CPAP stands for continuous positive airway pressure. It is the most commonly prescribed treatment for obstructive sleep apnea (OSA) because it is highly effective. CPAP eliminates apnea and snoring.
How does CPAP work?
Continuous Positive Airway Pressure is a device, kept by your bedside, that delivers a flow of pressurized air to keep your airway open. The pressure is delivered through a 2 m tube to a mask which fits over your nose, nostrils or mouth. The purpose of the pressure is to act as a splint to keep your throat open. In Canada and Quebec, due to the climate, we include a heated humidifier to add moisture to the air before you breathe.
Types of CPAP
There are various types of CPAP machines. Depending on your doctor’s prescription and your individual needs, you will require either one of three of the following devices:
APAP (Automatic Positive Airway Pressure) delivers a pressure that continually adjusts breath by breath to give you the lowest pressure needed to keep the airway open and prevent obstructed breathing. It is commonly known as Auto CPAP.
CPAP (Continuous Positive Airway Pressure) delivers a constant pressure and this pressure is determined by the sleep doctor. This is the minimum pressure necessary to eliminate obstructive breathing. It is often called “fixed” CPAP because the device is set to one constant pressure.
Bilevel CPAP devices deliver two set pressures: one for when you breathe in (inspiratory pressure) and a second pressure for when you breathe out (expiratory pressure). This type of treatment is used for people who do not tolerate CPAP therapy or who require ventilatory assistance (eg. COPD sufferers).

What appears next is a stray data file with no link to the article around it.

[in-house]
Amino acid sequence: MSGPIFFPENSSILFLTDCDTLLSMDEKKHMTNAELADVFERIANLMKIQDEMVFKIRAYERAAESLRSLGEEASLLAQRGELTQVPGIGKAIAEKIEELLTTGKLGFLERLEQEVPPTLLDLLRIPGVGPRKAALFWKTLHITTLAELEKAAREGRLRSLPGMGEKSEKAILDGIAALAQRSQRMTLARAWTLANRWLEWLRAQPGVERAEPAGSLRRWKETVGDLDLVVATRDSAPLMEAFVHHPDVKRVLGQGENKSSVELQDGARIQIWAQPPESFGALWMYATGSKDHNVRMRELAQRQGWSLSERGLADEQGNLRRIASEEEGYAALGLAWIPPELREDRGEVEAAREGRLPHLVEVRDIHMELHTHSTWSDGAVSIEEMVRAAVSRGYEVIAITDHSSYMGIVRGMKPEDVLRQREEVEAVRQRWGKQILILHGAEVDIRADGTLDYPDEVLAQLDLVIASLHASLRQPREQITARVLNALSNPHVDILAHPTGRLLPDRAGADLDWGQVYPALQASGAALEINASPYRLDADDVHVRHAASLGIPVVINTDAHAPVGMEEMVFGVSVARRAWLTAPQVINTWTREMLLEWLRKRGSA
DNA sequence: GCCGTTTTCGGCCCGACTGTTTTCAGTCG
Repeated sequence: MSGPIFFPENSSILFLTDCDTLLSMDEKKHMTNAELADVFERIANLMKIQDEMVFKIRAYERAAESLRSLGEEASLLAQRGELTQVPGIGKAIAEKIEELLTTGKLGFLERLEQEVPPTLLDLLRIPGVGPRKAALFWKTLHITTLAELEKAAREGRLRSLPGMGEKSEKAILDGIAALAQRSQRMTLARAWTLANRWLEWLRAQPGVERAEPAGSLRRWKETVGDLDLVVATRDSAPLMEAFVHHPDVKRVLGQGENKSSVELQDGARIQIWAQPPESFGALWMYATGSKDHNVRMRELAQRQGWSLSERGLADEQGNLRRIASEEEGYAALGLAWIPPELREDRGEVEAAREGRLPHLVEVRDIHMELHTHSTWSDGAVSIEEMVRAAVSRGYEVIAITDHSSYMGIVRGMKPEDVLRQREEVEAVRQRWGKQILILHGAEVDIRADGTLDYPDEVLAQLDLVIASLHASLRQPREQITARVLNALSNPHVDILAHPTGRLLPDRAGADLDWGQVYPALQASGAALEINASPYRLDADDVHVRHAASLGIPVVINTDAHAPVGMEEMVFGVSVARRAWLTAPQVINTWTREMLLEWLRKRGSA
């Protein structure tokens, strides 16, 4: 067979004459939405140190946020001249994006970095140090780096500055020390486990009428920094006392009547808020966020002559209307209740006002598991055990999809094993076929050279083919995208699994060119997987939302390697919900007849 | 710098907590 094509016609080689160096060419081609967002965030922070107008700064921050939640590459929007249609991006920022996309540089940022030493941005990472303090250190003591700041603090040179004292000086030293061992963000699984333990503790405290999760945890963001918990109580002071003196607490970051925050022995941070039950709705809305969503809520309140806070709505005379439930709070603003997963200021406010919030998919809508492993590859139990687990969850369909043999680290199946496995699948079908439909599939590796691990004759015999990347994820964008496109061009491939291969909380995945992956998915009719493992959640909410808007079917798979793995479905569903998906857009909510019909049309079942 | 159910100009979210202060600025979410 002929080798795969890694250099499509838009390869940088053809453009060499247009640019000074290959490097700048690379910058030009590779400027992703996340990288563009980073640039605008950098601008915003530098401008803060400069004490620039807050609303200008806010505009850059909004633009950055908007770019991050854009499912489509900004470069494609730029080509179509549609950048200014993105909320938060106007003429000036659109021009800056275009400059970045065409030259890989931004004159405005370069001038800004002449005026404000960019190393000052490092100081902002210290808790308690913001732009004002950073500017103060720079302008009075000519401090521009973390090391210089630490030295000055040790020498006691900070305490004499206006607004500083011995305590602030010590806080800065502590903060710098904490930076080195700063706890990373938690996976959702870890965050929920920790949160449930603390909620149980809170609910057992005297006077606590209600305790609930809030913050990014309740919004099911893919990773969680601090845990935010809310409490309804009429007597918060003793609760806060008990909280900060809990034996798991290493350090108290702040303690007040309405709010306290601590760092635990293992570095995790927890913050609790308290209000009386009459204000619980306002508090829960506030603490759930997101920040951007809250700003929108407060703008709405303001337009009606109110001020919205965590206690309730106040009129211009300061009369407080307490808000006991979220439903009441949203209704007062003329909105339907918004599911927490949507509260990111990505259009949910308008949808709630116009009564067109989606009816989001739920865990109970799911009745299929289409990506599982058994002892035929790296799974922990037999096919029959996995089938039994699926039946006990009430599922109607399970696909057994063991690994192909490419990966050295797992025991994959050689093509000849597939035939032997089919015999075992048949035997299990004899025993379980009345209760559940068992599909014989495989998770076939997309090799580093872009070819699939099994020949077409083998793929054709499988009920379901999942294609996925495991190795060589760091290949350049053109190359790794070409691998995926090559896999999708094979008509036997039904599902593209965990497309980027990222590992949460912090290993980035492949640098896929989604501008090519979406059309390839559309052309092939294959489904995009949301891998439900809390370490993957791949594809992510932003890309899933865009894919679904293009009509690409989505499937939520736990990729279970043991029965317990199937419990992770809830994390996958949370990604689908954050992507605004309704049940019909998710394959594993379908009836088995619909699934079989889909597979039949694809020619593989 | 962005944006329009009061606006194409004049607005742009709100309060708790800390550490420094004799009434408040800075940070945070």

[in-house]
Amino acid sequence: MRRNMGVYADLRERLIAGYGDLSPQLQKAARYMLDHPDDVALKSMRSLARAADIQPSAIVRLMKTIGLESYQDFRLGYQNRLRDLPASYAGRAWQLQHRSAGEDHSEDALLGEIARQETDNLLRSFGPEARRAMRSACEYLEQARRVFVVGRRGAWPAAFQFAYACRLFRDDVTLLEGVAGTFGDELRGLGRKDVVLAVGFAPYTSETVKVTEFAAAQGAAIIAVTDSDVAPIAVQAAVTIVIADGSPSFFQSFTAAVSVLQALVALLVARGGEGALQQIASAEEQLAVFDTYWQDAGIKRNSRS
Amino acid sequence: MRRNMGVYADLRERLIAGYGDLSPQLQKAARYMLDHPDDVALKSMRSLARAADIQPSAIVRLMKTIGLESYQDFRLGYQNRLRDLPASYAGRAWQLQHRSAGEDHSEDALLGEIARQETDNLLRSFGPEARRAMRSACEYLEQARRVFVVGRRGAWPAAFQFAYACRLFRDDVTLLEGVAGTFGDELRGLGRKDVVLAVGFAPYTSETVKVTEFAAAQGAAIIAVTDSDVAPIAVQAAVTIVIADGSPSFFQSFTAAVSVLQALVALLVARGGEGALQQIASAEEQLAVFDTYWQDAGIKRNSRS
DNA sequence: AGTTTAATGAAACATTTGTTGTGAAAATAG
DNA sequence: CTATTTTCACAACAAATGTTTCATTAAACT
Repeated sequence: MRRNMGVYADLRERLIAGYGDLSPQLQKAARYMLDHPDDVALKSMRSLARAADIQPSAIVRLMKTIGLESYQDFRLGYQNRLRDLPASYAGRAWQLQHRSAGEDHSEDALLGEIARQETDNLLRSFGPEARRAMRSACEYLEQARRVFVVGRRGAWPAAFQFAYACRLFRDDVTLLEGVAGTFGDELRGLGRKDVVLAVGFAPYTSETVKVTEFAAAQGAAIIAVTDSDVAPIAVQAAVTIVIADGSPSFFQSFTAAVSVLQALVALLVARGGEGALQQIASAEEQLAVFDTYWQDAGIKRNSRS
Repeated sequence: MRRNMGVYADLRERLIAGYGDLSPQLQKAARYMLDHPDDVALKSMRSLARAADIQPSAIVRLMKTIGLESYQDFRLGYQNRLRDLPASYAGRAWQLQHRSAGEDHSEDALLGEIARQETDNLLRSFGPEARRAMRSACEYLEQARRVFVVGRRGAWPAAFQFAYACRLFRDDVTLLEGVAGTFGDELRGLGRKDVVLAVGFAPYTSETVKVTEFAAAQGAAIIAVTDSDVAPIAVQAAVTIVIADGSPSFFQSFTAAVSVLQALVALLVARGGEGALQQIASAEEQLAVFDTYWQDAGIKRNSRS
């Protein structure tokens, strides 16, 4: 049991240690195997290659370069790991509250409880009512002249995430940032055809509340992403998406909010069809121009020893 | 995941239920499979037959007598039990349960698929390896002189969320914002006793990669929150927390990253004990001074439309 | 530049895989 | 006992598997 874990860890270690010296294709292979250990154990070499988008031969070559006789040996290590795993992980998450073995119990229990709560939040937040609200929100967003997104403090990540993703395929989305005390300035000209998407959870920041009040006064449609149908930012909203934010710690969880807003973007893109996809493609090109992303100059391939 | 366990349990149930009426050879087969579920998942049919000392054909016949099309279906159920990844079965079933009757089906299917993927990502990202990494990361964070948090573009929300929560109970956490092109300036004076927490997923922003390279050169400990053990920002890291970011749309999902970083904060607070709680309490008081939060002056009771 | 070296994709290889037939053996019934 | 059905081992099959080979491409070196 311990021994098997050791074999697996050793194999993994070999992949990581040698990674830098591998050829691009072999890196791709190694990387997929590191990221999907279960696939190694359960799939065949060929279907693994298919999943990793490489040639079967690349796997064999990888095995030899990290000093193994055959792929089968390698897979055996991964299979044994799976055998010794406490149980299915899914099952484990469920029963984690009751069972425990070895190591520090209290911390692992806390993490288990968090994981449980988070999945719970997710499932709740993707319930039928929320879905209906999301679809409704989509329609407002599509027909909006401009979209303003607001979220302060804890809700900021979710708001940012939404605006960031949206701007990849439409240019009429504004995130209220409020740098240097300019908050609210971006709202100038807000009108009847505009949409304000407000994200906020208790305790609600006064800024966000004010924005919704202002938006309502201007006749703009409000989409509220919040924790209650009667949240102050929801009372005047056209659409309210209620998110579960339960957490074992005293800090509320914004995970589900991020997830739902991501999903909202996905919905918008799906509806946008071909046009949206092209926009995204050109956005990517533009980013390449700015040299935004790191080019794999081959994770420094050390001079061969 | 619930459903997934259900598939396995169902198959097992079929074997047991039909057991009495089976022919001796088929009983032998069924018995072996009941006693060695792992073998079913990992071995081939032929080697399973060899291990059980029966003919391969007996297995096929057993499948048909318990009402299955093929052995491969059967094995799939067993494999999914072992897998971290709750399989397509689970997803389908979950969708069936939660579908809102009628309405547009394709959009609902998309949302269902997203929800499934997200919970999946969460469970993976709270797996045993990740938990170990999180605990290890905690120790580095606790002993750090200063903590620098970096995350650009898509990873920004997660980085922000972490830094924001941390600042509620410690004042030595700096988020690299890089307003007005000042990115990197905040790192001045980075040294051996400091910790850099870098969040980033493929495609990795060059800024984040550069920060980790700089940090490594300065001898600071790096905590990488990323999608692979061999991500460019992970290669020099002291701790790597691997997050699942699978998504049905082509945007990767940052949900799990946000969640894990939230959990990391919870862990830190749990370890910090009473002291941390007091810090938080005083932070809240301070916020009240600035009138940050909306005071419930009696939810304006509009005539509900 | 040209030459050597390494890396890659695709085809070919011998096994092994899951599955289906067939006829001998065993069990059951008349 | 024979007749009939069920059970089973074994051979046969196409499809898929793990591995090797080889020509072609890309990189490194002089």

Types of Mask
There are 3 types of masks to suit the patient’s individual needs. It is very important that the mask is comfortable and provides a proper seal for the airflow; the proper air pressure level cannot be established unless the fit is correct. A comfortable mask that fits well will make using CPAP easier.
The nasal mask covers the patient nose. It is the most commonly used mask.
Nasal pillows provide direct nasal delivery and a clear field of vision. This mask is generally recommended for those who feel claustrophobic when sleeping with a nasal mask or full face mask.
A full face mask is the best solution for those patients who breathe through their mouth.
The Benefits of CPAP
What are the benefits of CPAP therapy?
- Improved quality of life
- Increased energy levels
- Improved job performance
- Increased intellectual functioning/ concentration and memory
- Less anxiety and depression
- Alertness while driving
- Reduction in EDS (Excessive Daytime Sleepiness)
- Lower blood pressure
- Lower blood sugar levels in patients with type 2 diabetes
- Less stress on your heart and cardiovascular system
- Reduce likelihood of stroke
What are the possible consequences of untreated OSA?
- Excessive daytime sleepiness (EDS)
- High blood pressure
- Heart disease
- Car accidents
- Work-related accidents
- Poor quality of life
- Decreased intellectual functioning
- Type 2 diabetes
- Sexual dysfunction